1. Thank you for your comments.

      The reason that we issued that statement was because of something said to us by the crew who attended who clearly believed that the helmet saved the patient from more serious injury. They were there and so we went with their comments.

      In general terms, I have spoken to many ambulance staff on this subject. I have yet to find one who does not advocate wearing one. One told me at length of a case where the rider’s helmet was in two pieces, but their head was thankfully not. They also told me of horrific head injuries sustained by riders who were not wearing a helmet; one who was not involved in a collision with a vehicle but who hit his head on a tree stump.

      We regularly raise the issue of all road users being mindful of each other. Indeed, we made that very point on Wednesday after a near miss.

      I hope that the above comments are helpful and thank you again for your message.

      MM

  2. I agree with the other comments. Also, why don’t you mention helmets when pedestrians are run over by motor vehicles?

    It’s also interesting to note that the safest country to ride a bicycle in is also the country with the lowest rate of helmet wearing.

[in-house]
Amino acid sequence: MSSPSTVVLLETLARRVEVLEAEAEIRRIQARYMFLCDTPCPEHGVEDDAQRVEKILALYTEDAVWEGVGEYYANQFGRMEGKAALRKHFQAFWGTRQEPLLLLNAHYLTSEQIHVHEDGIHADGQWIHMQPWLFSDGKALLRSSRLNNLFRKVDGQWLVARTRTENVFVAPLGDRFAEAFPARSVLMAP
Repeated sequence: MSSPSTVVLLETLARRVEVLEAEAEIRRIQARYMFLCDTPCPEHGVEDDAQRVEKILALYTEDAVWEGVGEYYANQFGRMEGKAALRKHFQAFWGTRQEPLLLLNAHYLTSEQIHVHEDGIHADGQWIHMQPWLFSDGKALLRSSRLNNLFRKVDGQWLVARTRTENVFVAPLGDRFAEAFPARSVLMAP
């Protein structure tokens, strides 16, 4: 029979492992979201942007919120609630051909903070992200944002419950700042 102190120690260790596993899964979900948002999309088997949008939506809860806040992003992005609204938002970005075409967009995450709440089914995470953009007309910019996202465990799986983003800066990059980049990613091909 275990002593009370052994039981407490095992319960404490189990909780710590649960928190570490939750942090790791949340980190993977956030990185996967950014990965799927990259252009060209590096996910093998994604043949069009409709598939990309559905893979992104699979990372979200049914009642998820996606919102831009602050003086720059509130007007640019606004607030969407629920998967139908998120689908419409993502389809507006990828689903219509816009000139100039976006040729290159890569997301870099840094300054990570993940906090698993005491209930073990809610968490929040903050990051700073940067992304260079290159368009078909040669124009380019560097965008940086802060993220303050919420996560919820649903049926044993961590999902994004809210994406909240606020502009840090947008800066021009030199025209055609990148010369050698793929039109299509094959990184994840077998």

1. Thanks for your comment Mark. I hope you have been able to see the other comments that we have made. In regard to your thoughts on cycling in Holland, there is no doubt that the majority do not wear helmets, though when I was there is the summer cycling there seemed to be many more than previously. However, there is a massive difference between cycling in Holland and cycling in the UK. Firstly, cyclists are King – cars and pedestrians give way to cyclists. Secondly, the number of cycle routes is huge. Even when there isn’t one which is completely separate to the road, there is a big wide strip that cars do not go into.

      At the end of the day, it is up to the individual as to whether they wear a helmet or not. From the comments of our staff who go out to treat those who have come off their bike, for whatever reason, there is an almost unanimous view that people should wear one. We are merely passing on that view and then it is over to you.

      Hope this helps and Merry Christmas.

Leave a Reply

Fill in your details below or click an icon to log in:

WordPress.com Logo

You are commenting using your WordPress.com account. Log Out / Change )

Twitter picture

You are commenting using your Twitter account. Log Out / Change )

Facebook photo

You are commenting using your Facebook account. Log Out / Change )

Google+ photo

You are commenting using your Google+ account. Log Out / Change )

Connecting to %s